And as part of a "pilot mini-district" of 10 schools that began in 1991, six schools have converted to K-8 neighborhood schools.

In support of its proposal to abolish middle schools, the district points to figures showing lower suspension rates and better attendance in those schools than in middle schools.

Among 7th and 8th graders in the K-8 pilot schools, the district reported 32.8 suspensions per 100 students and an 89 percent attendance rate last year, compared with 87.7 suspensions per 100 students and attendance of 81.8 percent in the middle schools.

"Our middle schools are not working," Monica S. Curtis, the district's director of public affairs, said. "We really believe that by putting 7th and 8th graders into smaller, more nurturing environments that they will first come to school, and then behave better when they're there."

The district is swimming against the tide by abandoning its middle schools, said Sue Swaim, the executive director of the National Association of Middle Schools, an advocacy organization based in Columbus, Ohio. For the past quarter-century, she said, many districts have sought to address the distinctive needs of 10- to 14-year-olds in stand-alone schools.

But she said her group is less concerned about a school's grade span than about whether its staff follows practices that have been shown to help young adolescents. "Merely changing the grade configuration is not what will make the difference," Ms. Swaim said.

Teachers Wary

The Cincinnati Federation of Teachers has yet to take a formal position on the plan.

But the move to K-8 schools is one of the features that provoke the most skepticism among teachers, according to Tom Mooney, the union's president. A recent union survey showed city teachers almost evenly split over whether K-8 schools would ease discipline problems, boost achievement, or cut the dropout rate.

In general, most teachers feel the reforms are on the right track, reflecting the cooperative relationship between teachers and the district in recent years.

But as they enter talks on a contract to replace the one that expires Dec. 31, union leaders have complained that the plan demands more sacrifices from union members than administrators.

Training Needs Cited

Margaret Holbert, the president of the Cincinnati branch of Parents for Public Schools, an advocacy group based in Jackson, Miss., said many parents believe the plan will improve a district that already has many unsung strengths.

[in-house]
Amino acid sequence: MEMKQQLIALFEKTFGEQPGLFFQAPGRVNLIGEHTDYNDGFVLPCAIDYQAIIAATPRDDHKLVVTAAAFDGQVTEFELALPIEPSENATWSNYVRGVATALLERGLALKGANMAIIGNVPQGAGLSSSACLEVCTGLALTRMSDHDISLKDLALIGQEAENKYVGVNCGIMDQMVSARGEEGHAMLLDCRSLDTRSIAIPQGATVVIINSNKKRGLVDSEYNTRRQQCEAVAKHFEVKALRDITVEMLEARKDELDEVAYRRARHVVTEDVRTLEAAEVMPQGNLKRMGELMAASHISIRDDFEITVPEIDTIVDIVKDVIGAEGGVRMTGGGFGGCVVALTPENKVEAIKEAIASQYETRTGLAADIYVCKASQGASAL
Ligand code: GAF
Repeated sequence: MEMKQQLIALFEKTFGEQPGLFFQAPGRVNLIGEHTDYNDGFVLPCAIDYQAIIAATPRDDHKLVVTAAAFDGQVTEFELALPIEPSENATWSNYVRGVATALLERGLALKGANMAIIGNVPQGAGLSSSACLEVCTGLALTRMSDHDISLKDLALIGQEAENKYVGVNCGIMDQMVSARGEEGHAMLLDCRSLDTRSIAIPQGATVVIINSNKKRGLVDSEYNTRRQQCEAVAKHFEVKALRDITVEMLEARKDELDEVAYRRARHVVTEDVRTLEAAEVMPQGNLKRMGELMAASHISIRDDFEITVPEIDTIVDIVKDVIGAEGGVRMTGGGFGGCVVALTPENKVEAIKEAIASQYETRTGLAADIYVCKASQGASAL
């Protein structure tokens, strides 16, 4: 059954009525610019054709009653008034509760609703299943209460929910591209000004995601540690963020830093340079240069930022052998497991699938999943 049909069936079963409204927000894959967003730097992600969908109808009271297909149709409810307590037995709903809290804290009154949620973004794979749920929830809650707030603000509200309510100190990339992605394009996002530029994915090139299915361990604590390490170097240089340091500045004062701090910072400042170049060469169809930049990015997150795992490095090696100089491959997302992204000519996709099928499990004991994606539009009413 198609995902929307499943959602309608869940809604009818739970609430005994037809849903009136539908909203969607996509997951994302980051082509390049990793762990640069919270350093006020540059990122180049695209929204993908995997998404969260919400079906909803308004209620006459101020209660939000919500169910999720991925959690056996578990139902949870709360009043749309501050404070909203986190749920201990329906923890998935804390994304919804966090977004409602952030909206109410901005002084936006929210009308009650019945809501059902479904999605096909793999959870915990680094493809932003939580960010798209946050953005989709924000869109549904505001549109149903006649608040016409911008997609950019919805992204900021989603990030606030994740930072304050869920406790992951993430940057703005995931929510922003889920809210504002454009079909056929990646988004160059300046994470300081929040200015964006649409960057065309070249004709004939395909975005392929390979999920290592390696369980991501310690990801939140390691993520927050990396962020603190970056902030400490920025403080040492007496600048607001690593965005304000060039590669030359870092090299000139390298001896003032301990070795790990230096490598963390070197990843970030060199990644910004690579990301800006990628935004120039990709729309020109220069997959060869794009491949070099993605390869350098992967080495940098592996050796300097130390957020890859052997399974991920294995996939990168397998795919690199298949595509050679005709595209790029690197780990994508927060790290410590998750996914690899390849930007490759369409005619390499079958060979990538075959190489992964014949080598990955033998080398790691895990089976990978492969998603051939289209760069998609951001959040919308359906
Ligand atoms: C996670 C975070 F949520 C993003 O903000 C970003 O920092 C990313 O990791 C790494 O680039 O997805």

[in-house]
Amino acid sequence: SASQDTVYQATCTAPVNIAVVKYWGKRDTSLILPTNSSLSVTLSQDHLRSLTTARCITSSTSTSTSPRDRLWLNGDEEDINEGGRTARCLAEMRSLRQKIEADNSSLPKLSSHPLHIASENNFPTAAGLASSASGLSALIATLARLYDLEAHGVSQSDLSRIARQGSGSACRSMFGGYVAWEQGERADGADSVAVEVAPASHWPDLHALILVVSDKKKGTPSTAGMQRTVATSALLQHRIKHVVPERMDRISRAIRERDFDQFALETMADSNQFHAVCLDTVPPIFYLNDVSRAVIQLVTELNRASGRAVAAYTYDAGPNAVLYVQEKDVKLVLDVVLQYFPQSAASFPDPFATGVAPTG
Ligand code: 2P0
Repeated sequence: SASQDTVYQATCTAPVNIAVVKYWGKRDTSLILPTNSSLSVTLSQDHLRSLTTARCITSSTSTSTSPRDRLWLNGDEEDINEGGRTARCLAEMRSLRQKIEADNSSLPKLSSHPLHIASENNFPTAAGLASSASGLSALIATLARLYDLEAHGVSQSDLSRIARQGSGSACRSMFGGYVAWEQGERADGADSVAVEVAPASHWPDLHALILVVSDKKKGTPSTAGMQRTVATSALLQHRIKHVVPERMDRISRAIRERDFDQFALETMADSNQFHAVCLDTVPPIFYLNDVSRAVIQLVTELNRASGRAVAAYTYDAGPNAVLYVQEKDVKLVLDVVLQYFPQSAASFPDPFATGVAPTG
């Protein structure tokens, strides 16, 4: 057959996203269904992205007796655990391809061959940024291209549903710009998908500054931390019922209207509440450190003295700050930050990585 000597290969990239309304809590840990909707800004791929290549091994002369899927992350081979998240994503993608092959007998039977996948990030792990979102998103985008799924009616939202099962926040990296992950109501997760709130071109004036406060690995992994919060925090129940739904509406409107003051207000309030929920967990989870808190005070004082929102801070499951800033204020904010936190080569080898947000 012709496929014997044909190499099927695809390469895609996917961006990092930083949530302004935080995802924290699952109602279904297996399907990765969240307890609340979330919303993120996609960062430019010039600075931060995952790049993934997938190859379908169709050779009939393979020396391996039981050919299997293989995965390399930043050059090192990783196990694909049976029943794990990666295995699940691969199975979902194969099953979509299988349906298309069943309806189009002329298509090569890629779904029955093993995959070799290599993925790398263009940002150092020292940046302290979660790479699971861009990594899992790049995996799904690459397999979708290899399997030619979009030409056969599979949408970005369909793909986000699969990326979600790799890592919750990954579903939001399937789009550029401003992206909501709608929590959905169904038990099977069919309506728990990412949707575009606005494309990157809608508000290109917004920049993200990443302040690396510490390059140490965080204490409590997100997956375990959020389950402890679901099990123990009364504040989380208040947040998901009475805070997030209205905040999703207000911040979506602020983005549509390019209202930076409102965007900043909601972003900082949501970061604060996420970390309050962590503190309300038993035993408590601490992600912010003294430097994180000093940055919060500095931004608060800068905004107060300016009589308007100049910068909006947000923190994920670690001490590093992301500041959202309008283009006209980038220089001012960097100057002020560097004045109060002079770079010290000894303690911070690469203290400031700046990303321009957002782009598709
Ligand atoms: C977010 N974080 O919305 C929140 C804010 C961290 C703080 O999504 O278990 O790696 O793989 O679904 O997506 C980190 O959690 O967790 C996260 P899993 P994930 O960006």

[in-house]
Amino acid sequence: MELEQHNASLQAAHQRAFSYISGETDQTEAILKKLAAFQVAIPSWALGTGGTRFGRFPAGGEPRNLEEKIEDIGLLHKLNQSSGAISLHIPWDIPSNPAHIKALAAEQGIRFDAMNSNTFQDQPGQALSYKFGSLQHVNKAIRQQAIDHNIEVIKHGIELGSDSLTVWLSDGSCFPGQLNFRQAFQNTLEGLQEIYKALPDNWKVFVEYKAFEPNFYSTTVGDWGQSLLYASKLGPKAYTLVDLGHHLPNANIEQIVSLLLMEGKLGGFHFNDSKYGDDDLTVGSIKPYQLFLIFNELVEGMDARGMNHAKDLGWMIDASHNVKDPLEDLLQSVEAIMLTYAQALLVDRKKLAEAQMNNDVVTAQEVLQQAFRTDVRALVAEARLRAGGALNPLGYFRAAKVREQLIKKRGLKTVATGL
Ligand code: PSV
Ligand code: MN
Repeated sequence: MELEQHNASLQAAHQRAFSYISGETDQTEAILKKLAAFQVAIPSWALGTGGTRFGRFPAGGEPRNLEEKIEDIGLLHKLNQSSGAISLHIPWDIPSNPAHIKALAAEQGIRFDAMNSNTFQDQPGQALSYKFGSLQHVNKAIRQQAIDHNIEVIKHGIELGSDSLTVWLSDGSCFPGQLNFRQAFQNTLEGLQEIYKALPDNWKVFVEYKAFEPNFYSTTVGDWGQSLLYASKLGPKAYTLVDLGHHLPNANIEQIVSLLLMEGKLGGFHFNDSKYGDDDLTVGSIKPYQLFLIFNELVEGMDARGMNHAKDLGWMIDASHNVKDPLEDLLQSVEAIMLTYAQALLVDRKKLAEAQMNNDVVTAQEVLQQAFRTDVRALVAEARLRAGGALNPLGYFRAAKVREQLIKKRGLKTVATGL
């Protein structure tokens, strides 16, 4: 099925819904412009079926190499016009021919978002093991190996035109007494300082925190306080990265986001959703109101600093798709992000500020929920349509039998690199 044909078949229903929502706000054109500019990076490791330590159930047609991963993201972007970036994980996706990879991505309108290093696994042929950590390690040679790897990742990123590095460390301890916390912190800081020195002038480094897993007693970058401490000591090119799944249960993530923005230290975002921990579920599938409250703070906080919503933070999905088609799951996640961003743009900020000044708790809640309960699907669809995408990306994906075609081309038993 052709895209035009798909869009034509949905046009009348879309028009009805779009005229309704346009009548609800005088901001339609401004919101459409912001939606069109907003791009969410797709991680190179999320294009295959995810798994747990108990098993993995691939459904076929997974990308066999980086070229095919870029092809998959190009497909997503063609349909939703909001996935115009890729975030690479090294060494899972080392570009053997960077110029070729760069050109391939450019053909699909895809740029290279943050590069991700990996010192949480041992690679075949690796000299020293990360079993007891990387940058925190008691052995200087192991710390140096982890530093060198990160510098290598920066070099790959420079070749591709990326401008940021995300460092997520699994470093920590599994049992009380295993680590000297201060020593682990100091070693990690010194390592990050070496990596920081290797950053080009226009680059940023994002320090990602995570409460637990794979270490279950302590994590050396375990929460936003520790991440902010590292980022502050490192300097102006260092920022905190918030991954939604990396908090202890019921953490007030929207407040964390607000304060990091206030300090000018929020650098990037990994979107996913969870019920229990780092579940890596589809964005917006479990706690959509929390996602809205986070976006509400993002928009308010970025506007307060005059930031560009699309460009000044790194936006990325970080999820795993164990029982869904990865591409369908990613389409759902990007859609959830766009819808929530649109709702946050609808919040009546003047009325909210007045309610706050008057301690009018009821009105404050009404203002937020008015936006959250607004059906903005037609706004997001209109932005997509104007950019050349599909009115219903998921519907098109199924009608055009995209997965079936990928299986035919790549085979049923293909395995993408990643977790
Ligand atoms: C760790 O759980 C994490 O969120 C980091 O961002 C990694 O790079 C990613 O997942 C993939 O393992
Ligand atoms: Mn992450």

But she said some parents view it as ironic that the district's top brass is seeking to impose massive structural changes, all in the interest of devolving authority to the educators who are closest to the children.

The only way that strategy will work, said Allan Odden, an education professor at the University of Wisconsin-Madison, is if the district delivers on its promise to do away with bureaucratic impediments to local autonomy and innovation. On that front, he said, so far so good.

"It's at the cutting edge of districts trying to figure out how to organize to get higher performance," said Mr. Odden, who has been advising district officials as they draw up their plan.

Another authority on school restructuring, Ann Lieberman of Teachers College, Columbia University, cautioned that an agenda so sweeping must be accompanied by extensive retraining.

"The big idea in theory is quite impressive," said Ms. Lieberman, an education professor and a co-director of the National Center for Restructuring Education, Schools, and Teaching. "I hope the process for getting there is equally impressive."

District officials say they've addressed those concerns. Though some teachers criticize the district for failing in the past to give them enough training to meet evolving standards, the superintendent vowed that will not be the case this time.

But Mr. Brandt added that he does not have the luxury of waiting until everyone is fully on board before making changes.

"You have to make decisions based on what's good for kids, not adults," he said. "We just can't wait for everybody to say, 'I'm ready to ride the train.'"